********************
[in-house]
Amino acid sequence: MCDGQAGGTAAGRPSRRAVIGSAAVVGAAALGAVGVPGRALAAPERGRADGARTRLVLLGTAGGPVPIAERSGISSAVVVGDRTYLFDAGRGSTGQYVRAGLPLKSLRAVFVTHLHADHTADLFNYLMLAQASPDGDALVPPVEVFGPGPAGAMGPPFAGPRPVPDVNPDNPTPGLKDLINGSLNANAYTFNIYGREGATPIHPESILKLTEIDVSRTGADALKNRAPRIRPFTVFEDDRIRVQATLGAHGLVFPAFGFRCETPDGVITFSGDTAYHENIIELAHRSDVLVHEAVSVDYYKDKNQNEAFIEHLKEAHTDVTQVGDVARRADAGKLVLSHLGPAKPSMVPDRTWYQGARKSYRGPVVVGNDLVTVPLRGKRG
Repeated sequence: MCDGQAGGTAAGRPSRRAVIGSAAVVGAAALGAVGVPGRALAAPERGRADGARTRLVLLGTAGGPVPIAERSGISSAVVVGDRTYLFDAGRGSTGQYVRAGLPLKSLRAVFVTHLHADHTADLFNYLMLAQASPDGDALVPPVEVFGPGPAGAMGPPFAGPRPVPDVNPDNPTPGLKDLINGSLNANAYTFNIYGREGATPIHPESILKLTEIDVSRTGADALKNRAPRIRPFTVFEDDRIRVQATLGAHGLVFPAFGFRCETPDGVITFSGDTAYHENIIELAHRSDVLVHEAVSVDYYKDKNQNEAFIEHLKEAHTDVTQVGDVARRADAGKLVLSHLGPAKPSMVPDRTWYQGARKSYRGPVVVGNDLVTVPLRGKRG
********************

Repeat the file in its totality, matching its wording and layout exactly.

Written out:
[in-house]
Amino acid sequence: MCDGQAGGTAAGRPSRRAVIGSAAVVGAAALGAVGVPGRALAAPERGRADGARTRLVLLGTAGGPVPIAERSGISSAVVVGDRTYLFDAGRGSTGQYVRAGLPLKSLRAVFVTHLHADHTADLFNYLMLAQASPDGDALVPPVEVFGPGPAGAMGPPFAGPRPVPDVNPDNPTPGLKDLINGSLNANAYTFNIYGREGATPIHPESILKLTEIDVSRTGADALKNRAPRIRPFTVFEDDRIRVQATLGAHGLVFPAFGFRCETPDGVITFSGDTAYHENIIELAHRSDVLVHEAVSVDYYKDKNQNEAFIEHLKEAHTDVTQVGDVARRADAGKLVLSHLGPAKPSMVPDRTWYQGARKSYRGPVVVGNDLVTVPLRGKRG
Repeated sequence: MCDGQAGGTAAGRPSRRAVIGSAAVVGAAALGAVGVPGRALAAPERGRADGARTRLVLLGTAGGPVPIAERSGISSAVVVGDRTYLFDAGRGSTGQYVRAGLPLKSLRAVFVTHLHADHTADLFNYLMLAQASPDGDALVPPVEVFGPGPAGAMGPPFAGPRPVPDVNPDNPTPGLKDLINGSLNANAYTFNIYGREGATPIHPESILKLTEIDVSRTGADALKNRAPRIRPFTVFEDDRIRVQATLGAHGLVFPAFGFRCETPDGVITFSGDTAYHENIIELAHRSDVLVHEAVSVDYYKDKNQNEAFIEHLKEAHTDVTQVGDVARRADAGKLVLSHLGPAKPSMVPDRTWYQGARKSYRGPVVVGNDLVTVPLRGKRG